Leslie: It was good here in the United States because they helped me. It was to the contrary to what many people say that they abuse or they are disrespectful, but to me it was very good because when I showed them my papers, they told me to go to another place. They gave me directions where I had to go down and where I had to go in. When I went to the interview, at any time I felt bad. They only asked me if I spoke Spanish, and there was an interpreter when I went to get the employment authorization. Once I received my residency, thank God, I felt good. I didn’t feel discriminated from their part.
Miguel: And what has been your experience as far as teachers and schools in this country?
Leslie: It is very good. I realize that they give a lot of opportunity like for example, at the ones where my children are receiving their education, they have been given also a lot of opportunities by the teachers. Thank God, they are helping them in English. They take almost the majority of the classes so that they can learn English. They get good grades. At first it was difficult. At the school where I am attending, the teacher helps us a lot. Although she is American, we can understand her.
Miguel: What has been your experience with the police? Have you ever had any problems with police in this country?
Leslie: No, never.
Miguel: Have you ever experienced any incidents or racism from the Americans towards you?
Leslie: Only when I applied for work at the plant and they made me feel a little bit bad.
Miguel: Since you have been in the United States, have you been back to your country?
Leslie: No.
Miguel: Do you keep in contact with people in your country?
Leslie: Yes.
Miguel: In what way?
Leslie: Well, just by communicating, and financially.
Miguel: Do you send money to your native country?
Leslie: Yes. Not constantly, but sporadically.
Miguel: Do you think that at some point in the future you would return to your native country permanently?
Leslie: No, I don’t think so.
Miguel: Let’s talk a little about expectations and reality. What were your ideals and your dreams about the United States before you came? What is what you expected? Or what were your dreams about this country
Leslie: Well, they always talked that there was some discrimination towards the Hispanics, but I have always thought that we cannot speak until we are in front of the problem or in the problem, and when the only expectation was to improve or get better because I had been told that it is a country with a lot of opportunities and the opportunity to even sometimes help people from Central American, and in some way they communicate and also, I’m not sure if in any way Immigration could give people a little bit more opportunity because I feel that the way they come, they take a lot of risks. Many don’t make it. Many suffer accidents, and many die in the attempt.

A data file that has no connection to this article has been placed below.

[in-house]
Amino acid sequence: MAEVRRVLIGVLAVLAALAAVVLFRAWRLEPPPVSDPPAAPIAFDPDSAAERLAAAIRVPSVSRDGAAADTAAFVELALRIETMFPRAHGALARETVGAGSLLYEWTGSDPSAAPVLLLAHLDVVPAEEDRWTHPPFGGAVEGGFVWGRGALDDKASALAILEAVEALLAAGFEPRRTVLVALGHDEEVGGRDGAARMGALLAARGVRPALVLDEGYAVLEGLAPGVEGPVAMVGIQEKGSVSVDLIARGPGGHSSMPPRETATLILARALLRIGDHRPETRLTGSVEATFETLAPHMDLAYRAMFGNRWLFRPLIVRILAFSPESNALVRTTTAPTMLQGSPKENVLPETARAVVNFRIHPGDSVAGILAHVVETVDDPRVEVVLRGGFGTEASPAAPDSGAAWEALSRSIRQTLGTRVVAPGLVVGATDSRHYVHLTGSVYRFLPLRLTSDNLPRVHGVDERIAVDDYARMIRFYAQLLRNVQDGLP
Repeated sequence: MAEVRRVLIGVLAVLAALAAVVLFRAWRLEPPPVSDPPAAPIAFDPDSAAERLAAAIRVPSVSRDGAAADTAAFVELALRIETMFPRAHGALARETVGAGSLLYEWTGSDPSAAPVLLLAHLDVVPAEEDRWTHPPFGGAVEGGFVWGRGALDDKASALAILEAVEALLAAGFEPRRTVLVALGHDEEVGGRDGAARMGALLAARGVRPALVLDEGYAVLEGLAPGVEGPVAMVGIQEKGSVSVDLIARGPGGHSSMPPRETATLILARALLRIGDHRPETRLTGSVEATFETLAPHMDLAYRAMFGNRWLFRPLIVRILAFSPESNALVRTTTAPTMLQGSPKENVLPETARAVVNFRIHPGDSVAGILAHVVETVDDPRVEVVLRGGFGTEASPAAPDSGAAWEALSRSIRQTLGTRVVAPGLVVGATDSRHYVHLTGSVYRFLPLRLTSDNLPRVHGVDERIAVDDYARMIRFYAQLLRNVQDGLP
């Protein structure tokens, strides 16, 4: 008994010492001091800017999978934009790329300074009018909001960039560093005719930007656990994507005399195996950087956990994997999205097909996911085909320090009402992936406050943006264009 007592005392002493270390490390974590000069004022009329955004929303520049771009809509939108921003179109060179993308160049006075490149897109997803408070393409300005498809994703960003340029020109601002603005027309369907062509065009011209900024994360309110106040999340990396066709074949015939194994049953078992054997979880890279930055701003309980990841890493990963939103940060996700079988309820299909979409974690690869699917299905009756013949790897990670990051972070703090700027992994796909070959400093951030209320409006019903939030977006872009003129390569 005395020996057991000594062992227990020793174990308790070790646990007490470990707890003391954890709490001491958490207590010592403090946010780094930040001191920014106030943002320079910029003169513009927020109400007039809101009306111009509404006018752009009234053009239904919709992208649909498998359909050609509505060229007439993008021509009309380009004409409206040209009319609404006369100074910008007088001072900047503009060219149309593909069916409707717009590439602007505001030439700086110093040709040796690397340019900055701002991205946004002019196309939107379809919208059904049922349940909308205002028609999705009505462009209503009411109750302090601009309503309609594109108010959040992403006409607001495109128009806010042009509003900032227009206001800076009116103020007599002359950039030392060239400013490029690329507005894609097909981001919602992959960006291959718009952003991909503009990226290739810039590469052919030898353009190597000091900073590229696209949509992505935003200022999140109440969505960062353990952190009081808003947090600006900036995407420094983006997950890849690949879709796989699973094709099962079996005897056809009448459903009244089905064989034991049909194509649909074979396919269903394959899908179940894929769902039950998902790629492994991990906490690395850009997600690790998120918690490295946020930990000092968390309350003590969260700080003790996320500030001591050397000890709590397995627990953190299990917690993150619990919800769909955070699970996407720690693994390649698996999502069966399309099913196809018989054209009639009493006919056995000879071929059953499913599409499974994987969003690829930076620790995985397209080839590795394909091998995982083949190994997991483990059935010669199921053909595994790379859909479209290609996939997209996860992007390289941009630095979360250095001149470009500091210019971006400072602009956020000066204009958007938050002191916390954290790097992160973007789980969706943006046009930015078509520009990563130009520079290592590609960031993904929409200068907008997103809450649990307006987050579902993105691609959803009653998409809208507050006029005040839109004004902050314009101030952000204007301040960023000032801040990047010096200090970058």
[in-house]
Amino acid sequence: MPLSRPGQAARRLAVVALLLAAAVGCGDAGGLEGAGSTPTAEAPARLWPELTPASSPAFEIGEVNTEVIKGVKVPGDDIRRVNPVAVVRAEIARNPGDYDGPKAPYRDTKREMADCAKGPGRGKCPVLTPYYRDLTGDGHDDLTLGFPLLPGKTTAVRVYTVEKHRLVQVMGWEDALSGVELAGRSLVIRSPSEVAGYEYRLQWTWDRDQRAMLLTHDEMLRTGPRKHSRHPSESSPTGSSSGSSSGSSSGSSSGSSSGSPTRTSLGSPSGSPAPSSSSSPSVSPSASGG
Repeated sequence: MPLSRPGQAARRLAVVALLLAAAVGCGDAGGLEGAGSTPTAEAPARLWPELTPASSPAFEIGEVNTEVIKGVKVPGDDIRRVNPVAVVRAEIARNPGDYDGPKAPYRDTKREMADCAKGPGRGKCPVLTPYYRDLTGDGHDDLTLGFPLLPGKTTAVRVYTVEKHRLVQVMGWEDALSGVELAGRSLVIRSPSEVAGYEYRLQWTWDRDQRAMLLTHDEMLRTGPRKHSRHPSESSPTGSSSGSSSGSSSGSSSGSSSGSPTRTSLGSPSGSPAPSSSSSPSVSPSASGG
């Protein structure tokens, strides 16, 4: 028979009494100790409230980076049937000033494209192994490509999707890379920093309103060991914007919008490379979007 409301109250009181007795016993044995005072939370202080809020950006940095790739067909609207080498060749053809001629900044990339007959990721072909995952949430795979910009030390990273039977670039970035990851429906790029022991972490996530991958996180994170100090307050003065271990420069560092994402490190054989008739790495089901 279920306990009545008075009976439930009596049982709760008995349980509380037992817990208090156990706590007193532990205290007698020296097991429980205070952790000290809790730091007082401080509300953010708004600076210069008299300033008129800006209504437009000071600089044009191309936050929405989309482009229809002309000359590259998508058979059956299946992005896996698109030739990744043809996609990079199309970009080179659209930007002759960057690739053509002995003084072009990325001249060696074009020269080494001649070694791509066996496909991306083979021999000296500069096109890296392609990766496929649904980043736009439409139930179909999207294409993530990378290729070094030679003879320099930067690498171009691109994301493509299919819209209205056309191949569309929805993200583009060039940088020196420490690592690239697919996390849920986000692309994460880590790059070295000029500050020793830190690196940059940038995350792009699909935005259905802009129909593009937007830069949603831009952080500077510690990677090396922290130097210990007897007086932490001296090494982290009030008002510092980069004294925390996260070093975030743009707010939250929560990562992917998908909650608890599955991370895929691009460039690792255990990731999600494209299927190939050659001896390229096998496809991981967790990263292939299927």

Miguel: What do you like or dislike about American society?
Leslie: I don’t dislike anything because what I have seen about the Americans is that they don’t look down on anyone. I have always realized that they don’t make fun of persons or the way they talk, that is something that we do, the Hispanics, among ourselves because some get to learn English and others are still learning, and the ones who know make fun. But there are also times that the Americans want to learn Spanish, and they make fun of the way they talk. I feel that it is other Hispanics who limit the others so that they don’t get better or do not make any progress here in the United States.
Miguel: In what way is the United States similar or different from your country?
Leslie: It is totally different. My country is a little behind, let’s say to the departmental level and whatever is related to education, people have difficulties in accessing health because of the distance. There are no roads sometimes or means or ways of communication so that they can progress. My country is unfortunately behind, so far behind, for example, the unemployment rate. There is a lot of crime because many businesses went bankrupt. And that has increased also the insecurity.
Miguel: What aspect of American society has been the most difficult to adjust to and in what way have you adjusted?
Leslie: Well, that aspect is the English. I have tried by studying.
Miguel: What has been the easiest aspect in this society that you have adjusted to?
Leslie: Well, the easiest has been the ways or means of transportation. Although most of the time I am with my husband. He has helped me a lot as far as communication, or he translates to me. He tells me what they are saying or what I have to do, that is the only thing.
Miguel: Do you feel more secure or less secure in this country?
Leslie: More secure.
Miguel: Why is that?
Leslie: Because I feel that I can go out. I know that we can stop at the stoplight and we will not be robbed. If we are on the street with a cellular phone or jewelry, we know that we will not be killed or we won’t be killed to take our cell phone away.
Miguel: Do you think that the quality of your life has improved?
Leslie: A lot.
Miguel: In what ways?
Leslie: Well, for example, as far as the food, it is lots better here because in Guatemala, for example, they export the best over here. They bring it here. What is harvested, they bring it here, and in Guatemala they keep what is lower quality. That is what the Guatemalans have access to. Sometimes they increase the price, and even when it is low quality, it is still expensive for families according to their salaries in Guatemala.
Miguel: If you have the opportunity to talk to someone from your country thinking about immigrating to the United States, what advice would you give them?